Sunday, November 23, 2008

The confused dogmatism of the "I'm pro-God, anti-organized religion!" crowd

Good points over at InsightScoop:
Rev. Dr. Susan K. Smith is the senior pastor of Advent United Church of Christ in Columbus, Ohio. She attended two different seminaries (Yale and United Theological Seminary) and has written four books. Her message, according to this post on the Washington Post "On Faith" blog?
Organized religion is too often a turn-off for people trying to figure out life. Religions tend to be dogmatic, too doctrinaire, with policies, premises and practices which honor the human spirit at the expense of the God mandates.
On this side, the Bad Stuff: organized religion, dogma, doctrine, policies, premises, and practices. On that side, the Good Stuff: the God mandates. Since Smith, the critic of organized religion, is the senior pastor of a church, I do wonder: is her church organized? Does it have set meeting times? (Yes, it does.) Does it have recognized leadership? (Of course!) Does it have any clearly defined beliefs, doctrines, policies, premises, and practices? (I bet so.) And did it take time at two seminaries to learn that organized religion is bad, while "God mandates" are good? (Probably.) While complete answers to those questions might not be readily available, some of Smith's dogmatic, doctrinaire remarks suggest that those answers, if available, would not make much sense:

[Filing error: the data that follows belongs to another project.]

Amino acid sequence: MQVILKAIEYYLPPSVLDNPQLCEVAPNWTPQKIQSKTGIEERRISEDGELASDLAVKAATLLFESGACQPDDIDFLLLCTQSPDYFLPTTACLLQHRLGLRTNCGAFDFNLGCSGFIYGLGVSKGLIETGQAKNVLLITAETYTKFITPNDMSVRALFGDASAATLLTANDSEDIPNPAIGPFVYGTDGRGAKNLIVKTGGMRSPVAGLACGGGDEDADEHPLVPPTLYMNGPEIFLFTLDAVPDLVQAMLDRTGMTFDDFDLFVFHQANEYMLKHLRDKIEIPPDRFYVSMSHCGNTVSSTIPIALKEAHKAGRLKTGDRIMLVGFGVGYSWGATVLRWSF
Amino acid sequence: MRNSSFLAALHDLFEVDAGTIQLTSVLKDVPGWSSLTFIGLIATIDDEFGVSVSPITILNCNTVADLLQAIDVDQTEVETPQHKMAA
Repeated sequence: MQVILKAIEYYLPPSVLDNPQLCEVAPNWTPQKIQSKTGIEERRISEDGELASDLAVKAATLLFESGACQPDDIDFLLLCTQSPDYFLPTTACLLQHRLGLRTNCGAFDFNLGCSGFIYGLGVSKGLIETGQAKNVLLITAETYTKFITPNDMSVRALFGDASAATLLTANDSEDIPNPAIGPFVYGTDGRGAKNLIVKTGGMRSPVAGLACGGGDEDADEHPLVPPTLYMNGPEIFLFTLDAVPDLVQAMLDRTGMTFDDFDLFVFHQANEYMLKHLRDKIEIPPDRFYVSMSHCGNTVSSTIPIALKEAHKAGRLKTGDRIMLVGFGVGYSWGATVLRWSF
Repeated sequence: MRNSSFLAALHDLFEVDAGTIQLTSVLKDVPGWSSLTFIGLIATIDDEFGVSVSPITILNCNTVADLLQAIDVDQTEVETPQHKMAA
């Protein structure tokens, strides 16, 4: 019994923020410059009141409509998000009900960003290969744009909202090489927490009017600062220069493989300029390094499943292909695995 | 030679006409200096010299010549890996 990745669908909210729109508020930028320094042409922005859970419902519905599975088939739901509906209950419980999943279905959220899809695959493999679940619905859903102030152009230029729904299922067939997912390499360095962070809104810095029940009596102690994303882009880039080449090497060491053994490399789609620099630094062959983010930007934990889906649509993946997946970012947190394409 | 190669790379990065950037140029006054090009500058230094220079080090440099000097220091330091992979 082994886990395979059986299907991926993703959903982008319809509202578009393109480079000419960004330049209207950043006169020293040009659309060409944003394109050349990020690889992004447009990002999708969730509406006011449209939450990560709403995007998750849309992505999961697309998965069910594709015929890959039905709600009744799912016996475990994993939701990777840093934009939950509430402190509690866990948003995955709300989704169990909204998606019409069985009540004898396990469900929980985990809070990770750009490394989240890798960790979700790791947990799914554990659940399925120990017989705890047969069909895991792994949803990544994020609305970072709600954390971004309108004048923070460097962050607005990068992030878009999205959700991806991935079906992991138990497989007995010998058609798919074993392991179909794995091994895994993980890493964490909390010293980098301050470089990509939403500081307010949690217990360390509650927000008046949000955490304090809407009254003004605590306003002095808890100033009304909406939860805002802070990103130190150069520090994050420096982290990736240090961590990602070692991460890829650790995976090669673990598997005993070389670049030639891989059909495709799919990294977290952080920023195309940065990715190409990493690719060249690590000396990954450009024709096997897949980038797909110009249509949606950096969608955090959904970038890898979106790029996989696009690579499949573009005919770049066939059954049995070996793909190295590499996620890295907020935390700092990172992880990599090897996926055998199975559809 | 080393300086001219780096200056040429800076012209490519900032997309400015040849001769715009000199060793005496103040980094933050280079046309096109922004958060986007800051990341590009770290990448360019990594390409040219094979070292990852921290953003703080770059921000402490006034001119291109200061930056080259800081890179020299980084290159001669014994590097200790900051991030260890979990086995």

God says love everyone; religions at least imply that it's OK to love some people and treat others badly.
How, I wonder, does Smith know that God says we are to love everyone? I hope she doesn't say, "The Bible," since the Good Book is, by all accounts, both a product of organized religions (Judaism and Catholicism) and full of dogma and doctrine (Ten Commandments, anyone? Sermon on the Mount? Paul's Epistle to the Romans?), not to mention policies (see Acts 15, for example), premises (how about John 1:1-3?), and practices (read, say, 1 or 2 Corinthians, or James). And if not the Bible, what? On what premise does she base her claim about God and love? And on what factual basis does she say, carte blanche, that all religions "at least imply" it's okay to treat some people badly? Really how, what does she mean by that?

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